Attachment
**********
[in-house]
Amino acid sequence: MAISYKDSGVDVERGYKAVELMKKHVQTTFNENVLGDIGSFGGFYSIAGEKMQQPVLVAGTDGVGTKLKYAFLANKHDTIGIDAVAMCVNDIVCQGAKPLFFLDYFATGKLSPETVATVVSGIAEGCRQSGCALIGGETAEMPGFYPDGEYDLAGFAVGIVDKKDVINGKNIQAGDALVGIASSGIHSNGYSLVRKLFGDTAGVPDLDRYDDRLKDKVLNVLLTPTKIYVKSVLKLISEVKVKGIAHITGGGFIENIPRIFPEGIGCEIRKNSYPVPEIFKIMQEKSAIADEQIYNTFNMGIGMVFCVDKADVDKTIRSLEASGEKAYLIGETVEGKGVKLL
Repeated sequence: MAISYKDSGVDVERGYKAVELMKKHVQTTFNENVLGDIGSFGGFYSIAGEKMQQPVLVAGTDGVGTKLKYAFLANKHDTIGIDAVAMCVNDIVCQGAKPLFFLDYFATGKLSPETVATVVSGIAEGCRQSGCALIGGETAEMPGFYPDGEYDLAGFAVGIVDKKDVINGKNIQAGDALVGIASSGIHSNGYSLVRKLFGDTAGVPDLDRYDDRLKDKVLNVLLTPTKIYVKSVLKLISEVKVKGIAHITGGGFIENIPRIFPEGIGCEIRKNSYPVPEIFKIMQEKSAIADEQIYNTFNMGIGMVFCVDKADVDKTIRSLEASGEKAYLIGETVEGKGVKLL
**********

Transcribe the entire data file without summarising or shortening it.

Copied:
[in-house]
Amino acid sequence: MAISYKDSGVDVERGYKAVELMKKHVQTTFNENVLGDIGSFGGFYSIAGEKMQQPVLVAGTDGVGTKLKYAFLANKHDTIGIDAVAMCVNDIVCQGAKPLFFLDYFATGKLSPETVATVVSGIAEGCRQSGCALIGGETAEMPGFYPDGEYDLAGFAVGIVDKKDVINGKNIQAGDALVGIASSGIHSNGYSLVRKLFGDTAGVPDLDRYDDRLKDKVLNVLLTPTKIYVKSVLKLISEVKVKGIAHITGGGFIENIPRIFPEGIGCEIRKNSYPVPEIFKIMQEKSAIADEQIYNTFNMGIGMVFCVDKADVDKTIRSLEASGEKAYLIGETVEGKGVKLL
Repeated sequence: MAISYKDSGVDVERGYKAVELMKKHVQTTFNENVLGDIGSFGGFYSIAGEKMQQPVLVAGTDGVGTKLKYAFLANKHDTIGIDAVAMCVNDIVCQGAKPLFFLDYFATGKLSPETVATVVSGIAEGCRQSGCALIGGETAEMPGFYPDGEYDLAGFAVGIVDKKDVINGKNIQAGDALVGIASSGIHSNGYSLVRKLFGDTAGVPDLDRYDDRLKDKVLNVLLTPTKIYVKSVLKLISEVKVKGIAHITGGGFIENIPRIFPEGIGCEIRKNSYPVPEIFKIMQEKSAIADEQIYNTFNMGIGMVFCVDKADVDKTIRSLEASGEKAYLIGETVEGKGVKLL